"The Golden Rule" mosaic

“The Golden Rule” mosaic (Photo credit: Wikipedia)

Do what you want; believe what you want. But please do it with your eyes wide open. Read everything. Consider all the facts, and make a rational decision.

Having said all that, I’d like to say something nice today about Christianity. I’ll confess my admiration for the victims of the massacre at Emanuel African Methodist Episcopal Church in Charleston, South Carolina. Finally, I’ll have some scathing comments about presidential hopeful Mike Huckabee.

As a boy, I grew up believing in the Golden Rule: “Do unto others as you would have them do unto you.” I was pretty sure that this maxim was unique to Christianity, but of course that’s because my fundamentalist upbringing shielded me from real human history. It turns out that this rule of behavior is practically universal. It has the obvious ring of truth about it. Would I want somebody else to do it to me? If not, then I shouldn’t do it.

But Christianity takes it a step further. In Matthew’s gospel Jesus tells of the last judgment, in which the Son of Man will separate the just from the damned the way a shepherd would separate the sheep from the goats. He concludes with:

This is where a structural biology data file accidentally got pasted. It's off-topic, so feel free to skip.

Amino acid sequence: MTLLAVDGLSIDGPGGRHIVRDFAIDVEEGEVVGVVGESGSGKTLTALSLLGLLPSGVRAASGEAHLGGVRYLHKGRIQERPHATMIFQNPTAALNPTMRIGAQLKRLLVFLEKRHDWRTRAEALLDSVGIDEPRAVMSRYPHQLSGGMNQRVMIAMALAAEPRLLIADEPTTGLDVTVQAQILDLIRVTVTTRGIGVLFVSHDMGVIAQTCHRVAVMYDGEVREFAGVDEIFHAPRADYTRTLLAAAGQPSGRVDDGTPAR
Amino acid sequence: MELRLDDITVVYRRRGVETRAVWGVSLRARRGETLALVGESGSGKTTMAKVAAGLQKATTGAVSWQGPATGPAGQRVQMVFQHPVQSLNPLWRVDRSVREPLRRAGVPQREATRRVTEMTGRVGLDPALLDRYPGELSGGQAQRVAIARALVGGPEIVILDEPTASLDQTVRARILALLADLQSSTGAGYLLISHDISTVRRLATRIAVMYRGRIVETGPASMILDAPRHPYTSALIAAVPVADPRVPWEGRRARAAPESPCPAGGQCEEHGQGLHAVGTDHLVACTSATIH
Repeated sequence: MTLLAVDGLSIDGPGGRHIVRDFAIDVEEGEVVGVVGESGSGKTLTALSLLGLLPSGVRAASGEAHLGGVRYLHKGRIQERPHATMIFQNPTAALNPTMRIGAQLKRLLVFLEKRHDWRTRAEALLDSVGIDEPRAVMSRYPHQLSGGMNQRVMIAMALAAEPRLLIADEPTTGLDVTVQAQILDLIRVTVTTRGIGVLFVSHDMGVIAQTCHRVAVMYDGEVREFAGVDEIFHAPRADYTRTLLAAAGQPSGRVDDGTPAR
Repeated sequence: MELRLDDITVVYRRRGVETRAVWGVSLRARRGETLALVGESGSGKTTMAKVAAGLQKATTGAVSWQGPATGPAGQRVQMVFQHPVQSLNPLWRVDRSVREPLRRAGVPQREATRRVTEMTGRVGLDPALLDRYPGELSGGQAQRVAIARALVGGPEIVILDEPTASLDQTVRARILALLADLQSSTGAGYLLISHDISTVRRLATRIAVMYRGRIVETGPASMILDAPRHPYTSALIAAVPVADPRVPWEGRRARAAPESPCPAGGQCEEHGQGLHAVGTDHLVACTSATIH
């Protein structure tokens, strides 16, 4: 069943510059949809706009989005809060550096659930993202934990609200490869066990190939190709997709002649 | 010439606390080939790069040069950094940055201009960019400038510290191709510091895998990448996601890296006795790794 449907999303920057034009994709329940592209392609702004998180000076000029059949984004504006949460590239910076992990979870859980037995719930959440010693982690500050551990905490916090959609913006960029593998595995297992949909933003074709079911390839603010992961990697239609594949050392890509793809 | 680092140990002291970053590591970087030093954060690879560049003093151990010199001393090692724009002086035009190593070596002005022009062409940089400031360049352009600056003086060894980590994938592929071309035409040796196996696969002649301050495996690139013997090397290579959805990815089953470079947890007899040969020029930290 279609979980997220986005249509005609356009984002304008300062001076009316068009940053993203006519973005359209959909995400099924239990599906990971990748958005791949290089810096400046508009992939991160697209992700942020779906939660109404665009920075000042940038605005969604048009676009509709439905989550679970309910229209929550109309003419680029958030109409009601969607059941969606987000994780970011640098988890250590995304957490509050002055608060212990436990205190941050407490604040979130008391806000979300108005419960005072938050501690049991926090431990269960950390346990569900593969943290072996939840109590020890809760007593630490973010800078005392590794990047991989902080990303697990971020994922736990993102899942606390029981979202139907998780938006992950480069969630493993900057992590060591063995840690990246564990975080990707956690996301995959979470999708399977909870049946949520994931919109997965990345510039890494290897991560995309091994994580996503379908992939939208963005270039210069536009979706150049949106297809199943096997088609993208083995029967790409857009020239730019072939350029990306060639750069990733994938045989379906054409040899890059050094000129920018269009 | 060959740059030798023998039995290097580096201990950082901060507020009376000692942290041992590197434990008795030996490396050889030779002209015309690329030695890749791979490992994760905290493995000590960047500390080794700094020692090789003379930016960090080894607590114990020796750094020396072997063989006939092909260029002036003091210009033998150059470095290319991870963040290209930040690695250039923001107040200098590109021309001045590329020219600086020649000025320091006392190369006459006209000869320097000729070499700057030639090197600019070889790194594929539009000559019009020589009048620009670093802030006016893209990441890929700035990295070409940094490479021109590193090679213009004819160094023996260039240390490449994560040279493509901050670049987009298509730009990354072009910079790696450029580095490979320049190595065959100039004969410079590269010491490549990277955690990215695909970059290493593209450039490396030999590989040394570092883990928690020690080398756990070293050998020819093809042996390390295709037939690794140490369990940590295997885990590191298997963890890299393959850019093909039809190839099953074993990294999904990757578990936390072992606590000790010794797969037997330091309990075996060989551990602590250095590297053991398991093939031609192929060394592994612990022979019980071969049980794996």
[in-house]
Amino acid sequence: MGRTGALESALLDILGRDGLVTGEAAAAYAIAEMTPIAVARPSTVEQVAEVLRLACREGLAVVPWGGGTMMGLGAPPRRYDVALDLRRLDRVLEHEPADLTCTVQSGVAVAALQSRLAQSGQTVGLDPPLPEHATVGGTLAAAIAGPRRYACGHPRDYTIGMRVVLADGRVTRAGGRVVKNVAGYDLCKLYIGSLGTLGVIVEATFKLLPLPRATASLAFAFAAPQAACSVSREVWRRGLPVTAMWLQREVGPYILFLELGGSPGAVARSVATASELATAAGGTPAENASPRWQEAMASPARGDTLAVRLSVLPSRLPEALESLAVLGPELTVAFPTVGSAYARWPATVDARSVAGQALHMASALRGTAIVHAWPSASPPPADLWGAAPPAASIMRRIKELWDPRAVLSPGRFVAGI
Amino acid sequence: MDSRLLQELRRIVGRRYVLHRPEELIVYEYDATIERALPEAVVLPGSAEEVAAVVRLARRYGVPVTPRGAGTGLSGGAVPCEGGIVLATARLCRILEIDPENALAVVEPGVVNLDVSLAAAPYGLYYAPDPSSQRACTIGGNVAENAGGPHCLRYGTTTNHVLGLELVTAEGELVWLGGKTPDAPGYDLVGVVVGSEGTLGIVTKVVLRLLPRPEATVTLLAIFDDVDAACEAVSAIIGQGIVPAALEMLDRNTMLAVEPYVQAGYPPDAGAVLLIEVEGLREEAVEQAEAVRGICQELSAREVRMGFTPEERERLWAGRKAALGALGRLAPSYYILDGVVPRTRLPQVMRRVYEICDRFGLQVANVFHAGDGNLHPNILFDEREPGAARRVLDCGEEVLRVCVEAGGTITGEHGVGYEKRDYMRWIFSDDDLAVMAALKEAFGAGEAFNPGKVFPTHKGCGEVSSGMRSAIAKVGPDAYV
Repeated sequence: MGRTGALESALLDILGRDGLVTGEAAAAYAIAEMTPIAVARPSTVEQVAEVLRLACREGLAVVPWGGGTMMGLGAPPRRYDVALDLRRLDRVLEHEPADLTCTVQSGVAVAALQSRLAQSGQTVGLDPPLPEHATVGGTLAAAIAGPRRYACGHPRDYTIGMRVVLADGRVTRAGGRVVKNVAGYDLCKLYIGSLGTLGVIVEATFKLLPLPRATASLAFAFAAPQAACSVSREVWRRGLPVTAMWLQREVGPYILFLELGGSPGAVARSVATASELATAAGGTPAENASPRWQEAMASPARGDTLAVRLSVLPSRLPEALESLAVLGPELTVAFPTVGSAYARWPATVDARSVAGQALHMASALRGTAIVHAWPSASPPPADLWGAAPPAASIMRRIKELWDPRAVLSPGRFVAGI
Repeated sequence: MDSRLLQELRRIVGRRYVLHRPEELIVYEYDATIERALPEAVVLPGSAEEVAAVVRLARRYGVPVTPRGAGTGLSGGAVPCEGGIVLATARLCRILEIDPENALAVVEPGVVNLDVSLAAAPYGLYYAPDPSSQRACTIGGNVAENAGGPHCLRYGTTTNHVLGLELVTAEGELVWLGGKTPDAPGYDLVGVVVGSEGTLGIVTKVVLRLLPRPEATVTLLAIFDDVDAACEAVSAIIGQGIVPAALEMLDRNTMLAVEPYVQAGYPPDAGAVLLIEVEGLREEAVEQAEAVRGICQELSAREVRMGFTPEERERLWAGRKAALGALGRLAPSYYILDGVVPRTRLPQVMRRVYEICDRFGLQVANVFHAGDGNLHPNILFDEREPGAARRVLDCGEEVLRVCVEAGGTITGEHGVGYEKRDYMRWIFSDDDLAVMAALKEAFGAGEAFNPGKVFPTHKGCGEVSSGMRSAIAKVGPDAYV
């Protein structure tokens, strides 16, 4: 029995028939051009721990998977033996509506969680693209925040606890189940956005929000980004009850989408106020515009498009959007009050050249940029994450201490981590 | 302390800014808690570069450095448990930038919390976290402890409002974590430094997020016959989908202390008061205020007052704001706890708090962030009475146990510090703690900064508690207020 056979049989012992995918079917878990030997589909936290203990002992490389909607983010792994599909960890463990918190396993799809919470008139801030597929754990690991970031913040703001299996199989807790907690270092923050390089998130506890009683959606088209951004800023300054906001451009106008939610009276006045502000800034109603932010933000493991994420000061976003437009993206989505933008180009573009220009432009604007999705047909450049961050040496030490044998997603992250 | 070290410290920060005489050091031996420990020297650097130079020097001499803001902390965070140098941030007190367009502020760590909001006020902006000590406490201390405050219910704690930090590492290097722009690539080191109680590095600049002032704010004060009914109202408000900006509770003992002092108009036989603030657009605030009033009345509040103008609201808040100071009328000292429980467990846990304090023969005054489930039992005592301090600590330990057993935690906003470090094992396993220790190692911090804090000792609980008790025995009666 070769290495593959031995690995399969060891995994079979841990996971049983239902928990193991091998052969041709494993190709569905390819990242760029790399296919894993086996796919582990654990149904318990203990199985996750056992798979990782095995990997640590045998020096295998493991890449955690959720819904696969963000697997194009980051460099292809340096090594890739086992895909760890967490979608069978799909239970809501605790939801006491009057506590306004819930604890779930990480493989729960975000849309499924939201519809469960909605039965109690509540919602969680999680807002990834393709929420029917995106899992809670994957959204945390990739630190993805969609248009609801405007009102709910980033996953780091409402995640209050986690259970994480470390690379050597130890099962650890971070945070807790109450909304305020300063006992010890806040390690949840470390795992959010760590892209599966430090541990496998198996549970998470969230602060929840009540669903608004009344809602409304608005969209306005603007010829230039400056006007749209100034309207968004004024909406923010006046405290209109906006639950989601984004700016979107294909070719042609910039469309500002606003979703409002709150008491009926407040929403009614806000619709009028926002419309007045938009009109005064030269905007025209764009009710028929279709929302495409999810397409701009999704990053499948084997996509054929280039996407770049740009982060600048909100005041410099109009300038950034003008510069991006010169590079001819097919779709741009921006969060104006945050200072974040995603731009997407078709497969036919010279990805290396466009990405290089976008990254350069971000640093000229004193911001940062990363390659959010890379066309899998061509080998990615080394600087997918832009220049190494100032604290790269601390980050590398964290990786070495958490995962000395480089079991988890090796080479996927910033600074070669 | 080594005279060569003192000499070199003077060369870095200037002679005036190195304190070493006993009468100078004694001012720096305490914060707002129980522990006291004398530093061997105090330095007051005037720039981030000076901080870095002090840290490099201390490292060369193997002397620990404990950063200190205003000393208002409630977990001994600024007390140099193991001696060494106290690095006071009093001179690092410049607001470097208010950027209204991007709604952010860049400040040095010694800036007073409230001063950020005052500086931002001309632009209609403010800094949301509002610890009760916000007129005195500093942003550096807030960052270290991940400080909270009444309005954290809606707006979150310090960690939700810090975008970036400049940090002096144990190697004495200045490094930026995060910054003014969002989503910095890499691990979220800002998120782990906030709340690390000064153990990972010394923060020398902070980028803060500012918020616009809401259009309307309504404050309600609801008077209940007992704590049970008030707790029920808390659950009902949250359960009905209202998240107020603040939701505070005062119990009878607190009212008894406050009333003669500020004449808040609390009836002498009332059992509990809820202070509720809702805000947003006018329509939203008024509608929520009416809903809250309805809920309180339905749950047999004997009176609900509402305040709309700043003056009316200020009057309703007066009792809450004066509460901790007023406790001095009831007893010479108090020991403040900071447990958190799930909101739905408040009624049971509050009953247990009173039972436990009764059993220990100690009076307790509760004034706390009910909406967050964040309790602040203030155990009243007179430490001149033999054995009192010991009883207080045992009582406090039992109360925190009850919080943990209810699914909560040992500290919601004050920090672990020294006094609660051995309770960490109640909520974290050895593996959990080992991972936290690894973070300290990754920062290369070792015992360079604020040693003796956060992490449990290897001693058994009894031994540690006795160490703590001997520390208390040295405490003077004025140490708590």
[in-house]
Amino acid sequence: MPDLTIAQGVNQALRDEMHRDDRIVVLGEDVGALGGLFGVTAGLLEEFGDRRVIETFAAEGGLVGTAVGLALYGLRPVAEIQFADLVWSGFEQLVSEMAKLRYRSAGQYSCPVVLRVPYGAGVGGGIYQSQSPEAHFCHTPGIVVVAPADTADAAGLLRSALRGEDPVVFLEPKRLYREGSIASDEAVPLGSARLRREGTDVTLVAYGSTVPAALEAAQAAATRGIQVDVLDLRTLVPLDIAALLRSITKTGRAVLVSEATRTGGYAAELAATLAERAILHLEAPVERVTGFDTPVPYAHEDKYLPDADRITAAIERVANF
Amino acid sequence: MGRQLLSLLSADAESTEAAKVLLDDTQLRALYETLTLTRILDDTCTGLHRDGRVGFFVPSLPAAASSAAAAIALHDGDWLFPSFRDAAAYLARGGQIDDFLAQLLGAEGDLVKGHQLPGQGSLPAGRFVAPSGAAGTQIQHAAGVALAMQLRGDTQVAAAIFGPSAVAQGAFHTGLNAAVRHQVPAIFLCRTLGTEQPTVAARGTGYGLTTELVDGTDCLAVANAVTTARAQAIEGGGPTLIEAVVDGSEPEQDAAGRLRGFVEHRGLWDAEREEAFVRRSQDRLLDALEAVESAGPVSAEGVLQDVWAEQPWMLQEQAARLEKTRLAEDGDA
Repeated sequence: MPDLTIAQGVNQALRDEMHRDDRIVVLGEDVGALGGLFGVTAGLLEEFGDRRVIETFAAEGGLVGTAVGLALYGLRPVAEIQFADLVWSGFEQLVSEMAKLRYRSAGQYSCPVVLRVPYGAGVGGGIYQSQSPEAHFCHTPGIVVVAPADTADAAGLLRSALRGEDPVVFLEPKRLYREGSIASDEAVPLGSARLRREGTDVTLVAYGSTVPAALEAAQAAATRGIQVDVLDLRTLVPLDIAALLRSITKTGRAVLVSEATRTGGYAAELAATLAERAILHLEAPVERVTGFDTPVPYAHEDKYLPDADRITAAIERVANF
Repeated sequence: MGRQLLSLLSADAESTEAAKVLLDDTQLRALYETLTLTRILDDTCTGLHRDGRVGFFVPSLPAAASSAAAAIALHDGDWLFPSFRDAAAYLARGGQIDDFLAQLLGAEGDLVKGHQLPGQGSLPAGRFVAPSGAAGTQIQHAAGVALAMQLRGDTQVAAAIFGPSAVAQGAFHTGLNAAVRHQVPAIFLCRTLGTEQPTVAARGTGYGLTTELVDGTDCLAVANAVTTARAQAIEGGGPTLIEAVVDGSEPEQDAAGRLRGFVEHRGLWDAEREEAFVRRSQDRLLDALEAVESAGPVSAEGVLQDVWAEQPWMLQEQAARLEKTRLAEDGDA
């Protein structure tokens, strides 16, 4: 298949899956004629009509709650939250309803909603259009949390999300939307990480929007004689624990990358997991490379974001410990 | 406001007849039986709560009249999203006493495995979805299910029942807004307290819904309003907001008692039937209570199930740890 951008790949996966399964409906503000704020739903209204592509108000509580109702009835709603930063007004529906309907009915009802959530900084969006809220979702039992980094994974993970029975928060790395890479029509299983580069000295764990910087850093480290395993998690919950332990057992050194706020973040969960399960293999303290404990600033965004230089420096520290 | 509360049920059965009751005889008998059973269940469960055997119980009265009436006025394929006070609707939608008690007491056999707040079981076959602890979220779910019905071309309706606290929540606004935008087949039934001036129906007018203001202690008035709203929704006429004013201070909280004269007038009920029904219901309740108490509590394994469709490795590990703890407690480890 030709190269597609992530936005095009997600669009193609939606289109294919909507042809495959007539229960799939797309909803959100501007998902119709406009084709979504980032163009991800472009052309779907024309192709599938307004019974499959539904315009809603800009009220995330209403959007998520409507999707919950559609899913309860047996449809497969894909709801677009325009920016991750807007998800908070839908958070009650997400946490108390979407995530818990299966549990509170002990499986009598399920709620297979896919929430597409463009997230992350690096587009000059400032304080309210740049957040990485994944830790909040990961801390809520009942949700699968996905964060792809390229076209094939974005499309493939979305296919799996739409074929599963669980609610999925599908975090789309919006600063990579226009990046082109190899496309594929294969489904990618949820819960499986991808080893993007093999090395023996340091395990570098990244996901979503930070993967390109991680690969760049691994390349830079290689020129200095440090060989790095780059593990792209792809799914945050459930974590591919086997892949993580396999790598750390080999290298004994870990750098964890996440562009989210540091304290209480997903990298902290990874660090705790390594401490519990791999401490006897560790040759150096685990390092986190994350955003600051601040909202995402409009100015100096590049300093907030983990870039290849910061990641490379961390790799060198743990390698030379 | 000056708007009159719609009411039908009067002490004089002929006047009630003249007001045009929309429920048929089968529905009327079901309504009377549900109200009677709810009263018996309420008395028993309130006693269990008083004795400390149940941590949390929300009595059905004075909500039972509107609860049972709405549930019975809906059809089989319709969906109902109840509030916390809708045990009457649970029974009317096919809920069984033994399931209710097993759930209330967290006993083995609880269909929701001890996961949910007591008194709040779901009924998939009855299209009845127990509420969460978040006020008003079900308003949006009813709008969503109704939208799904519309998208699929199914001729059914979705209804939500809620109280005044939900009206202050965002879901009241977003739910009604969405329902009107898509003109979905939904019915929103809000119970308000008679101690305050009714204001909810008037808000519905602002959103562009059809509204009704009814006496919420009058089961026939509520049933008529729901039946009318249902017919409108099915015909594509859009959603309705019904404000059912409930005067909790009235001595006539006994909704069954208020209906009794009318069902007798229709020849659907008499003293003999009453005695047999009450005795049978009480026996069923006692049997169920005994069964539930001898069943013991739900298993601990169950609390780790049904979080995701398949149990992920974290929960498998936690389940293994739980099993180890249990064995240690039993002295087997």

read more »


2015-06-18

If Scepticism Does Not Come Naturally. . . It’s Worth Fighting For

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by Neil Godfrey

Whatever you do, don’t just believe everything you’re told; every statement should be taken apart and scrutinised before, reluctantly, you accept that it might conceivably be true.

.

When a reader once tried to advise me that New Testament scholars of Christian origins were not unique among historians of the ancient world for their resistance to sceptical approaches I failed to appreciate the extent to which he was right. By no means is virtually the entire field of ancient history plagued by the same malaise in the same way New Testament scholarship appears to be but it is depressing to read in David Henige’s Historical Evidence and Argument so many illustrations of the anti-sceptical attitudes we normally associate with NT scholars among historians of ancient and early medieval times. (This post concludes my little trio on McCullough and Henige.)